We caught up with the brilliant and insightful 1a few weeks ago and have shared our conversation below.
Paul , thanks for joining us, excited to have you contributing your stories and insights. Are you able to earn a full-time living from your creative work? If so, can you walk us through your journey and how you made it happen?
Within the last couple of years, post Covid, I have been able to earn a full time living from my work, I had been doing freelance commission work on the side of a non-artistic day job. Once Covid hit in 2020 my full time day job ended and I was , like so many other people at a bit of a cross roads for the future. Oddly enough it was in the same week that I was told my job was ending that I received several new print orders for my art on my Etsy shop. The Etsy shop had to really had any sales yet since I had set up at the end of 2019, After those first orders came through they were followed by more orders, several commissions for pet portraits as well as some more private commissions. It was like a sign that I was heading in the right direction. Since then I began a rather busy schedule of commission artwork, started participating in outdoor art markets in 2021 and embarked on a new website for my art work. Since that first step into art as full time career I have learned so much about how to structure my time and business. I almost wish I had spent even. more time during the lockdowns of 2020 creating even more art work and learning more of what I know now. But thinking back on it any of the mistakes and uncertainty I had in those earlier days were necessary to get me to where I am now.
Paul , love having you share your insights with us. Before we ask you more questions, maybe you can take a moment to introduce yourself to our readers who might have missed our earlier conversations?
I am a mixed media 2d visual artist. I work in traditional media (oil, acrylic and watercolor paint mostly) on canvas or paper. I work in a variety of styles that ranges from cartoon style art, illustration, abstract and realistic art. If you were to go to my website or Etsy shop you find prints of my work available. As of today I have 190 different art images of my work featured on my Etsy shop. If you were to meet me at an art show you would find the prints of my work, original watercolor bookmarks and a variety of original paintings in oil, acrylic or watercolor on canvas or paper. I take commissions throughout the year and they range in type. Commissions can vary and include abstract landscape work, watercolor pet portraits, some illustration work and realistic fully rendered portraiture. Clients of mine are able to have a broad range of type and style to choose from to find what best fits their artistic needs. I have done work for real estate and interior design clients and the flexibility in my styles and mediums mean I can provide them with many options to fit their needs. This versatility is what sets me apart from other artists because I don’t work in old one style or subject matter. One of the goals I have in the near future would be to do more illustration work. Possibly in illustrating children’s books.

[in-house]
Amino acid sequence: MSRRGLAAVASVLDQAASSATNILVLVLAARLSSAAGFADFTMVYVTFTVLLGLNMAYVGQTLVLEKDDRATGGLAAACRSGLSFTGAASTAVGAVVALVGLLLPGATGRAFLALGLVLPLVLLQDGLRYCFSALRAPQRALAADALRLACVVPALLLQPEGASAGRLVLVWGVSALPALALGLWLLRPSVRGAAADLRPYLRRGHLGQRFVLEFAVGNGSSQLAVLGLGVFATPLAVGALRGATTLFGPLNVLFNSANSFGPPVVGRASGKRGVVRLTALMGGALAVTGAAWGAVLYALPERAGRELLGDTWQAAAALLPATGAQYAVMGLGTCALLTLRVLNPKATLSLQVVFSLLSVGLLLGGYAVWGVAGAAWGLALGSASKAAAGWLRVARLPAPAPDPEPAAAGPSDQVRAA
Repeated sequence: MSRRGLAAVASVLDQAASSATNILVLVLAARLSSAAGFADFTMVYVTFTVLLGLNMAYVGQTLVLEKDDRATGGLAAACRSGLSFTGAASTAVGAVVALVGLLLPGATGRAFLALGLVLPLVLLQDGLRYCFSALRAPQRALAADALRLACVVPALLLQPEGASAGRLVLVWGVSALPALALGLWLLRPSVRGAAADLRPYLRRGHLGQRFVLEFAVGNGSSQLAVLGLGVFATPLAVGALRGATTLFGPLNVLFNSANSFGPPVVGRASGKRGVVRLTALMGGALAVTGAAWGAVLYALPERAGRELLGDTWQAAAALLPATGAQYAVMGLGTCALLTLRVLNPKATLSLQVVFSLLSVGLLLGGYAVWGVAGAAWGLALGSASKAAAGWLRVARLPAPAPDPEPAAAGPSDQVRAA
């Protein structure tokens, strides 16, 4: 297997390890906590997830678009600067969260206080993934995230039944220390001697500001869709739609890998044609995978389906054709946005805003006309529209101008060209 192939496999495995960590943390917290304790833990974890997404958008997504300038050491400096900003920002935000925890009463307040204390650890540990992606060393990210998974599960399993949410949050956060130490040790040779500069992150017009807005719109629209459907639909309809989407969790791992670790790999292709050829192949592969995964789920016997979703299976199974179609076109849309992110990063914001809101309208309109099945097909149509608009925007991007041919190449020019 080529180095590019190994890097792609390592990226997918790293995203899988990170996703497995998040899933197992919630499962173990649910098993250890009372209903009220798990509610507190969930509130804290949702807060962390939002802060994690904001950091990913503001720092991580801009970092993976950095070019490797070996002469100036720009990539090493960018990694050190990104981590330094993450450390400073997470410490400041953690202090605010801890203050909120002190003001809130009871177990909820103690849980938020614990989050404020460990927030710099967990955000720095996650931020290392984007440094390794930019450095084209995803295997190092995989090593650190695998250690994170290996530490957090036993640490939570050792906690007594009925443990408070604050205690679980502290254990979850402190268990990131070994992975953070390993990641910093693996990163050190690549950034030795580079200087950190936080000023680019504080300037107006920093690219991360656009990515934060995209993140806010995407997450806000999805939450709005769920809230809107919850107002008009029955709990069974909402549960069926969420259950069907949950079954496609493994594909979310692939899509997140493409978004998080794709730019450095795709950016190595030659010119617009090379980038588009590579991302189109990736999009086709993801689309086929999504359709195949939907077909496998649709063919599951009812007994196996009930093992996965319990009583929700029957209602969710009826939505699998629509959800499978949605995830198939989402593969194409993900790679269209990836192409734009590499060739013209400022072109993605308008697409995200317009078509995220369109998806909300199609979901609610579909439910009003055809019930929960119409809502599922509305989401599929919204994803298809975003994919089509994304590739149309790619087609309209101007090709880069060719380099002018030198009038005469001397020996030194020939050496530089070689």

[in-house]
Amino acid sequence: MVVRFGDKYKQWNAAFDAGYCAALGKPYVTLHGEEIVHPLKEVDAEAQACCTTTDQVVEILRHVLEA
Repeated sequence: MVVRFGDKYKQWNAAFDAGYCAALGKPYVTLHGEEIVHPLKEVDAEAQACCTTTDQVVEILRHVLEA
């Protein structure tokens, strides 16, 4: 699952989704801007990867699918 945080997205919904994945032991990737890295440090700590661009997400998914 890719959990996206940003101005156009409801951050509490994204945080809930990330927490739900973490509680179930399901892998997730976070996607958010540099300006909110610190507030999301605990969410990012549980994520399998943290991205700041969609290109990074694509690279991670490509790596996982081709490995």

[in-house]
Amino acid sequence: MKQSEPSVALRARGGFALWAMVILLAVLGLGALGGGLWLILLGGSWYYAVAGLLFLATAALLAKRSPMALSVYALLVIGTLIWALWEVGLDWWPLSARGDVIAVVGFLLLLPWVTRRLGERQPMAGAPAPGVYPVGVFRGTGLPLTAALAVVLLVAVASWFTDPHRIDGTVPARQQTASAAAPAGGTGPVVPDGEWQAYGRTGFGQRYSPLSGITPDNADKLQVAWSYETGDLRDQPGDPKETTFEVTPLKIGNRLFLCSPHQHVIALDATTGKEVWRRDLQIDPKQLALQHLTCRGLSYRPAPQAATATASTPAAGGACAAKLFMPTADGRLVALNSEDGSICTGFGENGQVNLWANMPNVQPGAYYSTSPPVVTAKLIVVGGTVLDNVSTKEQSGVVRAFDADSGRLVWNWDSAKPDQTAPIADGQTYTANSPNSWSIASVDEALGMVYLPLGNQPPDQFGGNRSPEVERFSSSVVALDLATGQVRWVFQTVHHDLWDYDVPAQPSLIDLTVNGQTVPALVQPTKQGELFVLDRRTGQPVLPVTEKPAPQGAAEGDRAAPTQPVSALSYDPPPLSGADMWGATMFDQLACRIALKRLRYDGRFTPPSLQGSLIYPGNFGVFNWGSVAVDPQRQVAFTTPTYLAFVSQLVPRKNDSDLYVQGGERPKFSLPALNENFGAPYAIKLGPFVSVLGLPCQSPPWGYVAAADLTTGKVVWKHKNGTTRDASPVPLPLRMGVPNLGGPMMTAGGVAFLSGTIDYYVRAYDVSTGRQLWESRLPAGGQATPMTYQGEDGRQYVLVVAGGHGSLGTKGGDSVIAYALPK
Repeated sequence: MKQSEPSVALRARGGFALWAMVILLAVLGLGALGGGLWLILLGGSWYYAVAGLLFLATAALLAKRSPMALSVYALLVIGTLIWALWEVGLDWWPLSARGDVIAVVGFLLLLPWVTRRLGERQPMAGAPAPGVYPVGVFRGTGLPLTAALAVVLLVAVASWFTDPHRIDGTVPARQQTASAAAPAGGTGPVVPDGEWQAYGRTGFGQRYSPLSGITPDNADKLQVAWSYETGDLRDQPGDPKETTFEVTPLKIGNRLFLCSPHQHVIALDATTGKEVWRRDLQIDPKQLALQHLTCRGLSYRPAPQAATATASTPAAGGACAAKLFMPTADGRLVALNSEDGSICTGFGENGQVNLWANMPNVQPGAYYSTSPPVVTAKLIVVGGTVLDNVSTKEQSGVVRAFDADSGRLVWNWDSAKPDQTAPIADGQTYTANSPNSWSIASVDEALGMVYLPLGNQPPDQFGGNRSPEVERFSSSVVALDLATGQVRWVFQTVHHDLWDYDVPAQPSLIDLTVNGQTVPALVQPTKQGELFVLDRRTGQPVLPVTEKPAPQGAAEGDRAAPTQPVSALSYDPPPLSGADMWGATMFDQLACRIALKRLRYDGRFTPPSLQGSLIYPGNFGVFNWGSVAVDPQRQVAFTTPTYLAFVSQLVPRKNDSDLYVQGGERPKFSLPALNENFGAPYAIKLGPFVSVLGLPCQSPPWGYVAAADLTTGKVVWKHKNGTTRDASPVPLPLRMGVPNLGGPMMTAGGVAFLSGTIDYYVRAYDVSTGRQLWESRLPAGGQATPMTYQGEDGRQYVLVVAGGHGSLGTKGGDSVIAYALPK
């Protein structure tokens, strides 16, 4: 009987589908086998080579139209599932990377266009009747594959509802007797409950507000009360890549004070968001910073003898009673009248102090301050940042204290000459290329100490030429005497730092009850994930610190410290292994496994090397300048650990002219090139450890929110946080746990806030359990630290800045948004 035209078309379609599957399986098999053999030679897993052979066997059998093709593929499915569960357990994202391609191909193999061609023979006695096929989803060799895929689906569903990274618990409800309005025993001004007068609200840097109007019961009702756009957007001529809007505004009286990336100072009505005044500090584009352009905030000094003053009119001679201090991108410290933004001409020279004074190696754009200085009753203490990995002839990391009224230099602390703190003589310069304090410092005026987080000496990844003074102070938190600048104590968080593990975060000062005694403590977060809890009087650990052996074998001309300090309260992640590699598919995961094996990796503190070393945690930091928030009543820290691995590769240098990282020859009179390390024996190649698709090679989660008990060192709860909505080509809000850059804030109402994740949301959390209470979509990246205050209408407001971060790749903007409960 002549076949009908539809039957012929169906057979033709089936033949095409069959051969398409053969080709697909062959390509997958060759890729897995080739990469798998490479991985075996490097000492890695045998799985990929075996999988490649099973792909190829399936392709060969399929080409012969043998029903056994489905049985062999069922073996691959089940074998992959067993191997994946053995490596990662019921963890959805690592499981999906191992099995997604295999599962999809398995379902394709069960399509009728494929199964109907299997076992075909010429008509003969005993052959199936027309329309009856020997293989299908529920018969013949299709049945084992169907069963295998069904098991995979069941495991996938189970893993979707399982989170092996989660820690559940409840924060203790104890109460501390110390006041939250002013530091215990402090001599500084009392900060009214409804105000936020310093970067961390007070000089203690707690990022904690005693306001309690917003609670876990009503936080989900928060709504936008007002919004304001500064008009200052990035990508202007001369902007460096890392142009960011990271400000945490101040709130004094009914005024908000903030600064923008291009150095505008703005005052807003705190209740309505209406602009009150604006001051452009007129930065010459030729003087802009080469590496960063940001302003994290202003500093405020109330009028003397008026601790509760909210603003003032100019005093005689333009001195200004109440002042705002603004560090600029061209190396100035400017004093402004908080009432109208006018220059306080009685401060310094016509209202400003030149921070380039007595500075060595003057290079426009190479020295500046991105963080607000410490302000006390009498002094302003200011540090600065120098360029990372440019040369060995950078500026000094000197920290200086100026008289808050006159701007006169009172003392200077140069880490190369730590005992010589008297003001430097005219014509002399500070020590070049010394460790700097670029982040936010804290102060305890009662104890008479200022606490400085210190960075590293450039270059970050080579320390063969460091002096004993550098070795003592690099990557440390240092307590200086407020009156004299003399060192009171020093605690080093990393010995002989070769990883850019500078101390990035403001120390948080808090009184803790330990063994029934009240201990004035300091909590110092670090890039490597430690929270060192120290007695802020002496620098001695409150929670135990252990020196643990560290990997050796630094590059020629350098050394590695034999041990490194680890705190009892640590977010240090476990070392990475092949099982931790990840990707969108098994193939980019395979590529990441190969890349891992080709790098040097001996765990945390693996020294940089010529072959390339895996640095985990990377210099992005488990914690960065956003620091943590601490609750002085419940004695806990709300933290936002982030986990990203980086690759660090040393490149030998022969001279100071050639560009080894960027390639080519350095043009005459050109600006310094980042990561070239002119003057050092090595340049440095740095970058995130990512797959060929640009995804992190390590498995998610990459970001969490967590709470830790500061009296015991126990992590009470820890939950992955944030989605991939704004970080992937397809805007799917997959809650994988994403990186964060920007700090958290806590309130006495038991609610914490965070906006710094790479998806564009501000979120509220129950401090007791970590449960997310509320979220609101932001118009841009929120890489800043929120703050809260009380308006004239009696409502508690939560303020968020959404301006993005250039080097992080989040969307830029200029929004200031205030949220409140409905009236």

What do you find most rewarding about being a creative?
The most rewarding aspect of being an artist is simply the act of putting into the world something that didn’t exist before I created it. Taking a pencil or a paint brush and creating a piece of art that someone can hold and cherish or give as a gift is uniquely rewarding. In a way it’s like a form of magic.
Do you think there is something that non-creatives might struggle to understand about your journey as a creative? Maybe you can shed some light?
I think for non-creatives it can look like an artist just suddenly woke up one day and was able to create a piece or pieces of art, When in actuality its a lot of time practicing, progressing, learning from other artists, taking more classes and producing a lot of work that is not great or even very good but is part of the learning process. The phrase “Practice Makes Perfect” is an incorrect statement. Practice makes progress. Perfection is unattainable and highly subjective. Many times the non artist sees the finished painting or art work but is not aware of the years of trial and error to get to that point, the design or other ideas that were tried and refined or discarded that go into that one piece of art. The best questions I get from non artists is asking what the journey was to get to a piece of art. There’s usually an interesting story there.
- Website: https://www.pauldownsartist.com
- Instagram: https://www.instagram.com/art_monkey16/
- Facebook: https://www.facebook.com/pauldownsartist
- Linkedin: https://www.linkedin.com/in/paul-downs-6062b235/
All images are credited to me, Paul Downs, as the artist